Day 1 Monday 23rd may.
Ben W and myself had this trip arranged for some time, with the date carefully planned to optimise our chances of some great spring birding. We were hopeful of loads of rare waders, bushes full of scarce overshoots and skies full of migrating rares. Instead we got cold North winds, a wader-less wonderland, missing migrants and a seabird-less sea!
Never mind, we were going to give it a right good go, early till late each day. We called in to check out Kirkby and Woodhall on the journey down, nothing to trouble the notebook with. At Gib we looked at all the waterbodies, walked the dunes and other areas. Two or three cuckoos were giving it some voice and occasionally could be seen in flight. A morning seawatch was literally that – lots of sea but no seabirds. By now we were considering going into Skeg to suss out the tattoo parlours and amusement arcades. We decided on a drive up the coast road to explore some birding spots, starting with another look at the sea at Hutoft, still nowt. Hutoft pit was equally uninspiring. The afternoon then took on a slightly surreal feel at times. Next stop was Anderby creek where we looked out from the cloud bar, the UK’s first purpose built cloud watching station, well, it was a lot better than staring at the sea. Next was Lincs wildlife trust’s Anderby marshes, an excellent little wetland area that had recently featured black-winged stilt, spoonbill, wood sands and garganey. Best we could do today was redshank, ruff, little egret and cuckoo. There are more weird structures along the coast here, is this the strangest bird hide ever?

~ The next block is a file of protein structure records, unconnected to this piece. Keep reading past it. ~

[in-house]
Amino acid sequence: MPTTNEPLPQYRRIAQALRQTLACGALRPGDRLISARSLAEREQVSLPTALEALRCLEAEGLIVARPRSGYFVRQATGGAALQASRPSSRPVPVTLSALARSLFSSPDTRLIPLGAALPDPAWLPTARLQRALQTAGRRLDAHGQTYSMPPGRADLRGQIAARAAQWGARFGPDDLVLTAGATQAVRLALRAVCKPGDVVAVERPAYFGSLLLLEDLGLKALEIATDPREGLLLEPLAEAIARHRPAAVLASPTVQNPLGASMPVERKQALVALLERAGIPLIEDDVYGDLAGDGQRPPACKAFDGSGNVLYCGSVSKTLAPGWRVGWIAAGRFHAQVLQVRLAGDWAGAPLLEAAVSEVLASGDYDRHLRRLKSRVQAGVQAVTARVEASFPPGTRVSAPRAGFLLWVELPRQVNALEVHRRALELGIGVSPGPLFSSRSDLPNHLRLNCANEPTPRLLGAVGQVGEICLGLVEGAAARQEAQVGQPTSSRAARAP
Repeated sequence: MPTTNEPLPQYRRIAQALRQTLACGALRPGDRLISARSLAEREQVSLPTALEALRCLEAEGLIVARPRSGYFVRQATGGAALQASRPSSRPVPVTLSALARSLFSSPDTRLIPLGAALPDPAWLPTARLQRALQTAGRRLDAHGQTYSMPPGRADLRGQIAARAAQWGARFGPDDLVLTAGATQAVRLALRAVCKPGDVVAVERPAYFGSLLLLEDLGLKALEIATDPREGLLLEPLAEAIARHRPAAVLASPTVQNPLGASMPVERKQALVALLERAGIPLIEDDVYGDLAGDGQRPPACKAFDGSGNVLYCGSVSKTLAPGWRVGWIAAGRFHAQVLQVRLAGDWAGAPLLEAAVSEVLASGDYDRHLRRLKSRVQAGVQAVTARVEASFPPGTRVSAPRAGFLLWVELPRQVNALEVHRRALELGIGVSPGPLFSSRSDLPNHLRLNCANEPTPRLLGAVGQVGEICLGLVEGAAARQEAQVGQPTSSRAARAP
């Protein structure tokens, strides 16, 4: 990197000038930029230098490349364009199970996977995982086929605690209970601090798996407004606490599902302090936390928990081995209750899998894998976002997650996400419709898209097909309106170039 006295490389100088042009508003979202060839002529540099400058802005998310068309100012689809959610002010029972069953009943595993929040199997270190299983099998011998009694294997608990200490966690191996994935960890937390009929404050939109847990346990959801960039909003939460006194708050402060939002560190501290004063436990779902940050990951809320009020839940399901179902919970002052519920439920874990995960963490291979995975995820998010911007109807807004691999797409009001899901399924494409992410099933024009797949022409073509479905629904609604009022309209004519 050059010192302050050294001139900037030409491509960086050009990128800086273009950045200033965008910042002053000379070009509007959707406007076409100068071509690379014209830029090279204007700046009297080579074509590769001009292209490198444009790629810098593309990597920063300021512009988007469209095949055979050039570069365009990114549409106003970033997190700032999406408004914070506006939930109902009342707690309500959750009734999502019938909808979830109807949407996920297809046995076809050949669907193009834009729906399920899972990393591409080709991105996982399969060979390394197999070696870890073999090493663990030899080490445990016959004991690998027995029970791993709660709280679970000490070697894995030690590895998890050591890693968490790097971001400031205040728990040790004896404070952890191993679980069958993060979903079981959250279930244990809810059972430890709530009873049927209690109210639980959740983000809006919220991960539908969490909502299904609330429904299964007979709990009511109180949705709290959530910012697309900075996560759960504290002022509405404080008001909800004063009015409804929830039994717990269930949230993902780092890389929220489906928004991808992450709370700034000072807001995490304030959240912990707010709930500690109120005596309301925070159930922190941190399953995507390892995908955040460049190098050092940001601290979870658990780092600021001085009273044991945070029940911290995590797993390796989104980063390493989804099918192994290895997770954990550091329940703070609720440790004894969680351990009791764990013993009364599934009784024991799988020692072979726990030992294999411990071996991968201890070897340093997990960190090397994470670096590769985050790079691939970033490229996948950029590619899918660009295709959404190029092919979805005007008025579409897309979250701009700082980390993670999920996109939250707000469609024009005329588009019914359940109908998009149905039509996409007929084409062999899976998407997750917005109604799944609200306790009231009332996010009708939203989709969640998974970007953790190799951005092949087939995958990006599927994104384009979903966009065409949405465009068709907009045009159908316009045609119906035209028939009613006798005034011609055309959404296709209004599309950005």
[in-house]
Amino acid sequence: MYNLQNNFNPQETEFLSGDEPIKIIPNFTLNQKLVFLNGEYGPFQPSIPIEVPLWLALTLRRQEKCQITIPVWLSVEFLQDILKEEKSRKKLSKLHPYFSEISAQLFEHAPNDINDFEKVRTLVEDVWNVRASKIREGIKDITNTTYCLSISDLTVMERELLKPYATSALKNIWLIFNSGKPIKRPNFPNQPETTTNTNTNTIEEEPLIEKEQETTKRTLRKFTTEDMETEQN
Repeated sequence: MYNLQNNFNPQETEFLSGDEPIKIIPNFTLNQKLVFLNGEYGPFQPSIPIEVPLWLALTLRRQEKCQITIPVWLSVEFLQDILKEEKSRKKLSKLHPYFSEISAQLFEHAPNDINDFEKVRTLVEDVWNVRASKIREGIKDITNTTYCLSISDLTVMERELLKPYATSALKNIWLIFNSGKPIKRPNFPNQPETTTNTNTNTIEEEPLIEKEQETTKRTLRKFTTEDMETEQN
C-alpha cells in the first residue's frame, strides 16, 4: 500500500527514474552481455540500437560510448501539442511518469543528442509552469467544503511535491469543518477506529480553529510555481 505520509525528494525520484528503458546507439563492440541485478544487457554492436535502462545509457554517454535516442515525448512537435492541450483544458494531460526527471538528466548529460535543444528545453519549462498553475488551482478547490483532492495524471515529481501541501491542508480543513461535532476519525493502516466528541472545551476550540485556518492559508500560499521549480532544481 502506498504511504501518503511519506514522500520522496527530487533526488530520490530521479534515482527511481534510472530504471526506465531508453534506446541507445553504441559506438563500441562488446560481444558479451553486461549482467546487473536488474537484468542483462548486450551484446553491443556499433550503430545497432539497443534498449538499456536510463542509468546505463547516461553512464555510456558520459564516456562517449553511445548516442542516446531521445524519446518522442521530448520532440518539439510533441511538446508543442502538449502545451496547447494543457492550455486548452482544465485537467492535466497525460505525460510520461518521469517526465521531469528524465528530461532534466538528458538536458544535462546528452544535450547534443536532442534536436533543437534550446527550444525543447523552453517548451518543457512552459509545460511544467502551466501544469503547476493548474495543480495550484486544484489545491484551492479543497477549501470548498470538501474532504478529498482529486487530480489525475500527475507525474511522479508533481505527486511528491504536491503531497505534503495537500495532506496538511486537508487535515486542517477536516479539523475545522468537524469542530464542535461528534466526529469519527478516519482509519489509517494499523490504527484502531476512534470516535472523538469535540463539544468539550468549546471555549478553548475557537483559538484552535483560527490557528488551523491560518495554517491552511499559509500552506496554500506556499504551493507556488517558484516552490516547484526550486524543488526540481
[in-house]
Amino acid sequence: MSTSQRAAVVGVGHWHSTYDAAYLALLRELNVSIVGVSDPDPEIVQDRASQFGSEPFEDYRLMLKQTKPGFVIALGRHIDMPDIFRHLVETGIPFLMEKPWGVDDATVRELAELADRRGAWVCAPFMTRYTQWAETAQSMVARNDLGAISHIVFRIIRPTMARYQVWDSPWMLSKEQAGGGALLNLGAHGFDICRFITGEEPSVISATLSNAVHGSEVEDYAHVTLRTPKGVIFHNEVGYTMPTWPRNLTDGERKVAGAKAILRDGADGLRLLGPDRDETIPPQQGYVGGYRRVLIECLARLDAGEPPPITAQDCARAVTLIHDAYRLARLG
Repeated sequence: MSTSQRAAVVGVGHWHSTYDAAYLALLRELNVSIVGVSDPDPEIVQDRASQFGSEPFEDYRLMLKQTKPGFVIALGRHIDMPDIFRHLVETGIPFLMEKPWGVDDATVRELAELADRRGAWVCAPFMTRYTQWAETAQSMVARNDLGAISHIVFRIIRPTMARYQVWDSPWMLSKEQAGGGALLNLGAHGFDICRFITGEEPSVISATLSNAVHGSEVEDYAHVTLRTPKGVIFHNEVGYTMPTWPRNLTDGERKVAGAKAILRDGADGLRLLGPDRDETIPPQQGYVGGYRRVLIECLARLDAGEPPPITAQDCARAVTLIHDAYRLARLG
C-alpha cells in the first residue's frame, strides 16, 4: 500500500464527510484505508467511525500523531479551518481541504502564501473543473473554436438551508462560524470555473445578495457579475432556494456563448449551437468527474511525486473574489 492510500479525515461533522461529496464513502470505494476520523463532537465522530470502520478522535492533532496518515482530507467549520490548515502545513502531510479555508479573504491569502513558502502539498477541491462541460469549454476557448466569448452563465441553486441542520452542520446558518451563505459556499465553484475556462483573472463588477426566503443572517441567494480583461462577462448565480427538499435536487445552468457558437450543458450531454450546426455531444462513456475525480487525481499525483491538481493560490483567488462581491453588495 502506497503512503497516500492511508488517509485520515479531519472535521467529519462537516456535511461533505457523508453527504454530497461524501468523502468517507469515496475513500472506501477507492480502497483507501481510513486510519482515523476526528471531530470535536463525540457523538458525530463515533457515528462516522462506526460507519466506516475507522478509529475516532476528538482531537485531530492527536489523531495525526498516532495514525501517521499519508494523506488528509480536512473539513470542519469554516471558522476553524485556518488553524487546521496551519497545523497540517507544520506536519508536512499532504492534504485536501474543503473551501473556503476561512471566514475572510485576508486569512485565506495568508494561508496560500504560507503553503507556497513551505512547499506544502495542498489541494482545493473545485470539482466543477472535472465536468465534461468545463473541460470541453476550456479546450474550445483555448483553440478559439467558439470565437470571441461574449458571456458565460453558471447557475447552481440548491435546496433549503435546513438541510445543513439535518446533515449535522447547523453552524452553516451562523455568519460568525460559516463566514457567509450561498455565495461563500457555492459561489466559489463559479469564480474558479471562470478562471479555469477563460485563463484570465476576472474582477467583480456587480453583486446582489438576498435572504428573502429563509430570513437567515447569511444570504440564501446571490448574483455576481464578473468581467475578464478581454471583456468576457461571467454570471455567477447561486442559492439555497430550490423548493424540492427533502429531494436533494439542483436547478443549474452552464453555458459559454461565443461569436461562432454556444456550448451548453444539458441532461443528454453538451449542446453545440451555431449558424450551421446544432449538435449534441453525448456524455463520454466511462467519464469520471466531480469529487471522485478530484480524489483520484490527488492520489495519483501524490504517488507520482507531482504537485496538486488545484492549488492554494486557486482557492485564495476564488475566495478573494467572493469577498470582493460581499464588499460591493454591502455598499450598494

As we turned off the road Ben glimpsed a big bird out of the corner of his eye, it appeared to sink into the corner of a rape field, what could that be? I reversed back and we saw it – a bloody peacock!
Fish and chips for tea, before an evening, high tide seawatch, yep another one. Gluttons for punishment, yes, but it was great drinking bottles of beer on the beach in the late evening sunshine. We even saw a bird or two this time! Up to 100 little terns fished and went back and forth. A couple of female common scoters drifted north slowly, fairly close inshore. A few common terns and five auks flew north, too far out to put to species. As dusk fell a short-eared owl gave us a good show, before we headed back to Auntie Ruth’s guest house., pic below, everything inside was green also. As we guessed aunty Ruth was fairly eccentric, but lovely. Superb guest house, good bed, clean, great brekkie and real bars of soap, not those poxy bottles of liquid hand wash you normally get in places. At twenty-five quid a night it was great value and right near to Gib.